Bishop Donald J. Hying (center) throws out the ceremonial first pitch to Gary SouthShore RailCats pitcher Alex Gunn (foreground) as he is flanked by individuals who represent local agencies that were awarded grants from the Mercy Fund of the Catholic Foundation for Northwest Indiana, at the annual Bishop’s Birthday Bash at United States Steel Steel Yard in Gary on Aug. 14. The foundation awarded the first six grants from the new fund and invited representatives to join Bishop Hying on the field at the game attended by area faithful. (Anthony D. Alonzo photo)


GARY – The Gary SouthShore RailCats beat the Winnipeg Goldeyes 5-2 at the Bishop’s Birthday Bash on Aug. 14, but the Catholic Foundation of Northwest Indiana scored an even bigger win, awarding its first six $1,000 Mercy Fund grants.

“Thank you to everyone for another successful Birthday Bash for the Mercy Fund. We raised more than $12,000 and couldn’t have done it without your prayers and support,” said Liz Metts, the foundation’s executive director. “We recognized our very first Mercy Fund grant recipients at the Bash.”

Bishop Donald J. Hying hosted about 630 of his closest friends at the U.S. Steel Yard for the second annual fundraiser benefitting the Mercy Fund he created in 2016 in recognition of Pope Francis’ Jubilee Year of Mercy. The inaugural grant cycle prioritized 36 applicants that embody spiritual and corporal works of mercy within the Diocese of Gary.

In a video message posted on the RailCats scoreboard, the bishop thanked all Mercy Fund donors and those in attendance, who not only enjoyed the baseball game, but shared a buffet dinner, beverages and goody bags.

The six grant recipients were also featured in videos posted throughout the game.

In establishing the Mercy Fund, Bishop Hying explained that “earnings from the Mercy Fund will be distributed to organizations and institutions right here in our own diocese that heroically and generously live out the Corporal and Spiritual Works of Mercy.”

Through investments, income is earned and five percent of the total endowment will be distributed each year by way of competitive grants. The bishop originally set a goal of $500,000 for the Mercy Fund, and Metts said that in less than two years, $130,000 has already been raised.

The 2018 grants support five start-up projects and one reformulated and expanded program.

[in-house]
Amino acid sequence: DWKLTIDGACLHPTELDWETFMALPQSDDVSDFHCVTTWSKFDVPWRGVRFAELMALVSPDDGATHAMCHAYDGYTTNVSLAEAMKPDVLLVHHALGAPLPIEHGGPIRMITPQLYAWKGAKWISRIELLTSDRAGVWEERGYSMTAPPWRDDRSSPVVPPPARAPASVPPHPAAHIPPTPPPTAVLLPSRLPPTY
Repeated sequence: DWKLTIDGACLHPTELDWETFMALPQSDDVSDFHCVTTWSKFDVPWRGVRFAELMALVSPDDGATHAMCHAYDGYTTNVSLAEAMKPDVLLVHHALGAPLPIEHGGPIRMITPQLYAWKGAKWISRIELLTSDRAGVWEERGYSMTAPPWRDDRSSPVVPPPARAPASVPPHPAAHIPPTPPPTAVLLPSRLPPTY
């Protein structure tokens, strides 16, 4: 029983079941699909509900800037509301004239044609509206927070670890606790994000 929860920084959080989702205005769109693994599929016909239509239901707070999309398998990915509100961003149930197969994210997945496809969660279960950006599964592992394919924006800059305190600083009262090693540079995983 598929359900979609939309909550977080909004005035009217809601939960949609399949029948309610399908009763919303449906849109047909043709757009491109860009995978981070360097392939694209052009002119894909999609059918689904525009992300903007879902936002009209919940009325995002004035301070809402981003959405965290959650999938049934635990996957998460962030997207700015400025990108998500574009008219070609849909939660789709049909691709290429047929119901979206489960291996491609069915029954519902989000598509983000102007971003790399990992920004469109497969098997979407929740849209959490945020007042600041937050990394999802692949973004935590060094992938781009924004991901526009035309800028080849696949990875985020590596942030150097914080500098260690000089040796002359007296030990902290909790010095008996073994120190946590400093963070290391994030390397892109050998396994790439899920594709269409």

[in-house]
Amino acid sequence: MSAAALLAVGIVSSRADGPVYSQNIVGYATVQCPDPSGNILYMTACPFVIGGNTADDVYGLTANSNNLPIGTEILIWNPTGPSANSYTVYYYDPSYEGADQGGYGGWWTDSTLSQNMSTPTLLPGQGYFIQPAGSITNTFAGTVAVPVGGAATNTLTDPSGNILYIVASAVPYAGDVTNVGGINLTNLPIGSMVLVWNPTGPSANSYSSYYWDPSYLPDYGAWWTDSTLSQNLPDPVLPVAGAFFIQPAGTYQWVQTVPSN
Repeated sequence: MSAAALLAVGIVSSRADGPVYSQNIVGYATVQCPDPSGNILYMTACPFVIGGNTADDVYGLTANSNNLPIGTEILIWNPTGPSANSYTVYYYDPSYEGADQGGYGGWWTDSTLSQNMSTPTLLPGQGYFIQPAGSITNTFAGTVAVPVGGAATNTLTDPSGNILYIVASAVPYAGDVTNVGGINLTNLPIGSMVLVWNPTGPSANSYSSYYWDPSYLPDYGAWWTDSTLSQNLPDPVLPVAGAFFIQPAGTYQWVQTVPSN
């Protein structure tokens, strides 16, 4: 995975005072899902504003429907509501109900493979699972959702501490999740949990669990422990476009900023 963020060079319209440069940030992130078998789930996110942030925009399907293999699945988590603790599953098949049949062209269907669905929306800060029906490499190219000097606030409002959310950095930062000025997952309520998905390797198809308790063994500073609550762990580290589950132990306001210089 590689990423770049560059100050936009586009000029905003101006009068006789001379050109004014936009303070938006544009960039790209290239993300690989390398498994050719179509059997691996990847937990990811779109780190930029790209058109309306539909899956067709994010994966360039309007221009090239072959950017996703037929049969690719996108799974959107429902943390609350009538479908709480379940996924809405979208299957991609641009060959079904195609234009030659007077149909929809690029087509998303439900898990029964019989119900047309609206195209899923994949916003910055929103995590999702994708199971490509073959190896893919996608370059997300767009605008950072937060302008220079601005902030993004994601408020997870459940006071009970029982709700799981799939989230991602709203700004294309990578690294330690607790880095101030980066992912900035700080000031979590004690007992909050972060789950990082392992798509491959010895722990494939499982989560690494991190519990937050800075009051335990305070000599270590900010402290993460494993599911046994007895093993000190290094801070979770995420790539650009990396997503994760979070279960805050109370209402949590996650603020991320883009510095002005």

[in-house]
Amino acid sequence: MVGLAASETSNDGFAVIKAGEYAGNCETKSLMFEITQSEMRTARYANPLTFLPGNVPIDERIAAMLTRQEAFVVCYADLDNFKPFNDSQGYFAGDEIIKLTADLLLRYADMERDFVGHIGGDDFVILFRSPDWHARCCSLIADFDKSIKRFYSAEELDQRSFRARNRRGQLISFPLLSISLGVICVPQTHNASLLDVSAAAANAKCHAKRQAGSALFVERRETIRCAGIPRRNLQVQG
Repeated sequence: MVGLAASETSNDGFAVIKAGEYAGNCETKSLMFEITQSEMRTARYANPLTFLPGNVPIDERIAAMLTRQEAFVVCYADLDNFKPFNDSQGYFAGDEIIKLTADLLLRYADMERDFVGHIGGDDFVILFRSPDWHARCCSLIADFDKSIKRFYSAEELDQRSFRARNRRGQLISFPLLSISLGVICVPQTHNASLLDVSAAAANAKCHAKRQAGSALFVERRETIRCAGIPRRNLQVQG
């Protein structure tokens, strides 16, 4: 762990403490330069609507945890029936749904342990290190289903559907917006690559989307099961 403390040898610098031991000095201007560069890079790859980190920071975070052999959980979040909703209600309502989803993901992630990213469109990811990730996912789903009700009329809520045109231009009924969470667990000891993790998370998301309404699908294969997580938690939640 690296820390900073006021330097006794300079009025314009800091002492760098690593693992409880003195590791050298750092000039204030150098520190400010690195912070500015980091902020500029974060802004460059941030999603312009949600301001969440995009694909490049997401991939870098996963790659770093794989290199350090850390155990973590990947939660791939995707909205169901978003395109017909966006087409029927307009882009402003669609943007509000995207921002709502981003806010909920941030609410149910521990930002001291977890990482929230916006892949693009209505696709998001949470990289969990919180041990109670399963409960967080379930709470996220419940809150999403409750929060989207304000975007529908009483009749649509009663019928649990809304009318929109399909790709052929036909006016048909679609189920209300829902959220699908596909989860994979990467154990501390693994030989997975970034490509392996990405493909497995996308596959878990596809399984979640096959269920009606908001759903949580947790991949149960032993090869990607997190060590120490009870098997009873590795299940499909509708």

Former pastor Father Kevin McCarthy hosted monthly community meals at St. Joseph the Worker in Gary, said Deacon Paul Krilich, inspiring the St. Mary of the Angels Fraternity of the Secular Franciscan Order from St. John the Evangelist parish in St. John to convert the meal program into a weekly lunch last April.

The soup kitchen used part of its grant, Deacon Krilich said, “to buy a propane grill that makes it easier to grill outdoors” and serve lunch to the 25-40 guests. “We set up tables outdoors when the weather is conducive and make it a picnic,” he said. “It’s more festive and also more visible, to draw more neighbors.”

Deacon Krilich said the Franciscans prepare 80 meals each Saturday, serving from 11:30 a.m. to 1 p.m., offering carryouts for those who can’t attend and delivering 20 meals to the Missionaries of Charity at nearby St. Mark Convent for the women and children sheltered each night. “In the 19 weeks since we started, we have served 1,100 meals.

“This gives us a great opportunity to serve the poor and to work in fraternity,” he added. “We are running the program with the help of our many years of experience at Port Ministries in Chicago, where we originated, and tailoring it to the unique needs of Gary citizens.”

In Griffith, St. Mary pastor Father Theodore Mens said the parish “is very happy” to receive a grant to establish a new Faith Community Nurse program that just began with parishioner/nurses offering blood pressure and blood sugar testing after weekend Masses.

“We have wonderful nurses spearheading the program, and we hope people will take advantage (of the education and screenings) to stay healthy. This is all preventative care.”

Catholic Charities will reach out to underserved Starke County residents with a Pop-Up Food Pantry starting in early 2019. “We are very grateful for the grant,” said LaShawn Jones-Taylor, director of client services, “and will work with parishes and social services agencies to identify the (three) best locations to set up a van or farmer’s market.” Each person will receive lunch and a bag filled with food and toiletries.

Grants were also awarded to the St. Vincent de Paul Society at St. Joseph, LaPorte, to offer educational classes to impoverished food pantry clients and neighbors; Notre Dame School, Michigan City, to start a Rainbows grief counseling program for children suffering the loss of a parent through death or divorce; and St. Agnes Day Center in Valparaiso, to create Serenity Garden, a safe outdoor space.

This article was written by Marlene Zloza, of Northwest Indiana Catholic.  Please visit them at NWI Catholic Online.

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